What is PAD?

Peripheral Artery Disease (PAD) occurs when there is a buildup of cholesterol and plaque in the arteries of the lower extremities, causing decreased blood flow to the legs and feet.


About arterial testing

Arterial testing with the non-invasive BioMedix
® system can provide early detection of PAD when treatment options are broadest (including lifestyle changes as well as non-invasive and invasive therapeutic options). The system detects blockages in arteries and the quality of blood flow using Pulse Volume Recordings and segmental blood pressure measurements.

Blood pressures are recorded at the arms and ankles. The Ankle-Brachial Index (ABI) is determined by the ratio between these pressures. An ankle pressure that is 99% or lower than the arm pressure may be indicative of PAD. With severe narrowing, the ABI may be less than 50%.

Before your test

For this test, you will be asked to remove clothing that covers your arms and legs, keeping your undergarments on. You may be asked to remove your shoes and socks as well. A gown may be provided, or you may bring shorts and a short-sleeved shirt to wear. This test usually takes 15 to 20 minutes. Be sure to allow extra time to check in.

n Do not smoke or use tobacco 30 minutes prior to your PAD exam. Smoking constricts the peripheral arteries and can interfere with the exam.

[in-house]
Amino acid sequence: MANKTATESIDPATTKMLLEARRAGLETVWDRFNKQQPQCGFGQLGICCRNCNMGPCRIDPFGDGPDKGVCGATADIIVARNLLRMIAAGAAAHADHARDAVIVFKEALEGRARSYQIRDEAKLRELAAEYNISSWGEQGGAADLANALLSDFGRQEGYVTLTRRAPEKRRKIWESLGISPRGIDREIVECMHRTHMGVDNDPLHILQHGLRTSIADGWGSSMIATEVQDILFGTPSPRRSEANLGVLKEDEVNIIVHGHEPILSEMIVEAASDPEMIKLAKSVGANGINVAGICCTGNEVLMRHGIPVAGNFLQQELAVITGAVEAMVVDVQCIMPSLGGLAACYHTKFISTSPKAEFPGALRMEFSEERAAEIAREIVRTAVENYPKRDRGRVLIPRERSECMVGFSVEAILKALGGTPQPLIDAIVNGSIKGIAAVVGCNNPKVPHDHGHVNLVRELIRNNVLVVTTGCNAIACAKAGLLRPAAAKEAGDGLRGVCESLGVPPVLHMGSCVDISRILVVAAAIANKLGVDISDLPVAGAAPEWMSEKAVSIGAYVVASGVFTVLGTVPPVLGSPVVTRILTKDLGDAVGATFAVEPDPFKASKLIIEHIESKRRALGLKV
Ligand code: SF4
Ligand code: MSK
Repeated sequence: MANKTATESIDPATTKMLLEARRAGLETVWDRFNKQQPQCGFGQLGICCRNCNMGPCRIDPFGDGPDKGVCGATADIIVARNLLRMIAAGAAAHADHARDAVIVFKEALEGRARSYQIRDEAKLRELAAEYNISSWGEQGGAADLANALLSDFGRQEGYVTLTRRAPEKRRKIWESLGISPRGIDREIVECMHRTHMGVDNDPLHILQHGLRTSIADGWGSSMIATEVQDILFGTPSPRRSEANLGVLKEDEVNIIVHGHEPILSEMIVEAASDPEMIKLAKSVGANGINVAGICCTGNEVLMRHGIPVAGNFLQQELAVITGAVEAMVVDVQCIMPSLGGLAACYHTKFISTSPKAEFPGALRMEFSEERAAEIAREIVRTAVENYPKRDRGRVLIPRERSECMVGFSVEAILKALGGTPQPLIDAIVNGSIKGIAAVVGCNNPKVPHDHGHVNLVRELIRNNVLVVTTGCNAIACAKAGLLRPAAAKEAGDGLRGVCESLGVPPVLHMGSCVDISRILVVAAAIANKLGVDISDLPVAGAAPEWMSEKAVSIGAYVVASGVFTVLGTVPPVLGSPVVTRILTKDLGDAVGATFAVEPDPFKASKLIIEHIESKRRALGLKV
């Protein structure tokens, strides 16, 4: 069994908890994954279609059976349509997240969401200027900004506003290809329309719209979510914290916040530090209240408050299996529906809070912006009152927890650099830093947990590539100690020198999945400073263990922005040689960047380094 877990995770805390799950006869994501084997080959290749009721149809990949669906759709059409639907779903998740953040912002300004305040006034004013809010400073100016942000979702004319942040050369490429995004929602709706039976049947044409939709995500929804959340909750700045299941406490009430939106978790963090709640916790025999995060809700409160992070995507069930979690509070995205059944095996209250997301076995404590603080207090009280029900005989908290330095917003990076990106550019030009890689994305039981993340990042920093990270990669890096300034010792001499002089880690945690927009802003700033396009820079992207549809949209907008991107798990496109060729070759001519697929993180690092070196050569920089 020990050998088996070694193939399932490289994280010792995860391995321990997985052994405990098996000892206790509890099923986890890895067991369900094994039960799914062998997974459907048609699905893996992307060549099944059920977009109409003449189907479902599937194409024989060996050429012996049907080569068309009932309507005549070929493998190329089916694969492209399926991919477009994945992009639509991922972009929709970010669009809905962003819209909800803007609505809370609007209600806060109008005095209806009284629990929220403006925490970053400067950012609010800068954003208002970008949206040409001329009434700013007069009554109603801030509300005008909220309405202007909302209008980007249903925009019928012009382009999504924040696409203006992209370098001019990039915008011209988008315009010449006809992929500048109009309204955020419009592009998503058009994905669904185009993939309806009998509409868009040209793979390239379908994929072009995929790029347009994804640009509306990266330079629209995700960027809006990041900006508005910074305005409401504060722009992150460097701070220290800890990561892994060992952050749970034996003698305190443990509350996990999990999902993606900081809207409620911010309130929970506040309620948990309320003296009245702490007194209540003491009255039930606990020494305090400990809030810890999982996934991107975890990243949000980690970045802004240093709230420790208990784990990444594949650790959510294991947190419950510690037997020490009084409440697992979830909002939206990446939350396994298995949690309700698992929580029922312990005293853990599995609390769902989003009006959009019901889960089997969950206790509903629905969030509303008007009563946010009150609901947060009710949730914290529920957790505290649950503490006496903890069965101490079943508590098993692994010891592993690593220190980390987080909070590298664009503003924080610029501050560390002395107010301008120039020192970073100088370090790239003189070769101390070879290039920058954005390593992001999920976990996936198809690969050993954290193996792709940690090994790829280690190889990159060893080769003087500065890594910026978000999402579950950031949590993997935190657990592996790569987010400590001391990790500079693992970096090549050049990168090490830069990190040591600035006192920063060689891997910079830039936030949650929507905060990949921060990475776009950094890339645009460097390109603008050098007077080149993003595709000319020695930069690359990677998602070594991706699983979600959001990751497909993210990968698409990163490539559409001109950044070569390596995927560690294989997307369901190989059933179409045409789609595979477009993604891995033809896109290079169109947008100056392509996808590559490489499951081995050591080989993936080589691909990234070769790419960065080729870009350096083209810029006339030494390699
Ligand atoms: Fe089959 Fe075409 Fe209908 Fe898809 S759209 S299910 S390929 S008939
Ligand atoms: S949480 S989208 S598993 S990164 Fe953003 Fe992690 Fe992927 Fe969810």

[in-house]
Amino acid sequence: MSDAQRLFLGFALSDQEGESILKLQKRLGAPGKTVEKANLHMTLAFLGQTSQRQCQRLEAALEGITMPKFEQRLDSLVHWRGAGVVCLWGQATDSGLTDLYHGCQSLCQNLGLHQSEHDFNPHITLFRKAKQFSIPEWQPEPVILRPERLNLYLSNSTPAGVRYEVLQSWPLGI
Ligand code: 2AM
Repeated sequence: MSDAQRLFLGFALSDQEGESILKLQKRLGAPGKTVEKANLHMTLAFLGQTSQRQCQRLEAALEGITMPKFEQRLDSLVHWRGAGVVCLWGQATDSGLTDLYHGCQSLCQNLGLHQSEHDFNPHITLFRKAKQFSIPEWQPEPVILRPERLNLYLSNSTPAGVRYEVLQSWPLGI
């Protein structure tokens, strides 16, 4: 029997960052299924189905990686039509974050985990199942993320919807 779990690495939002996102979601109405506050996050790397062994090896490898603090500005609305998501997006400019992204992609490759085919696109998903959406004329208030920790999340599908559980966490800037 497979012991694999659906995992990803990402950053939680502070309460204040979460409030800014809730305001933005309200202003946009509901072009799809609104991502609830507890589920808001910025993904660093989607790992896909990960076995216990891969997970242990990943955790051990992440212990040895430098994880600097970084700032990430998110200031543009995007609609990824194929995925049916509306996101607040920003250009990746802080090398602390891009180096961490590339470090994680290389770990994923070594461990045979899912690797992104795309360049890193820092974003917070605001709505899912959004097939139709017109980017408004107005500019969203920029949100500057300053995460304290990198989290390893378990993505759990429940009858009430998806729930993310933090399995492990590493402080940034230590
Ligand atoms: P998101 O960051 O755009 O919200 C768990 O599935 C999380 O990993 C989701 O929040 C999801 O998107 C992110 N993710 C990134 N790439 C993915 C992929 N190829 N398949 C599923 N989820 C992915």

n If you think you may not be able to tolerate lying flat on the exam table for the test, please share this with your care provider. 

During your test

You will lie down on the exam table. Pressure cuffs will be wrapped snugly around your arms, above knees, calves and ankles. The technician will inflate the cuffs, and sensors in the machine will record the pulse volume waveforms that correspond to each beat of your heart. You may be asked to exercise until symptoms are induced. After exercise, you will lie down on the exam table for additional arm and ankle tests.

After your test

You may return to your normal routine right after the test. Your care provider will let you know when the results are ready. If your results appear to be abnormal, your care provider may recommend additional diagnostic tests.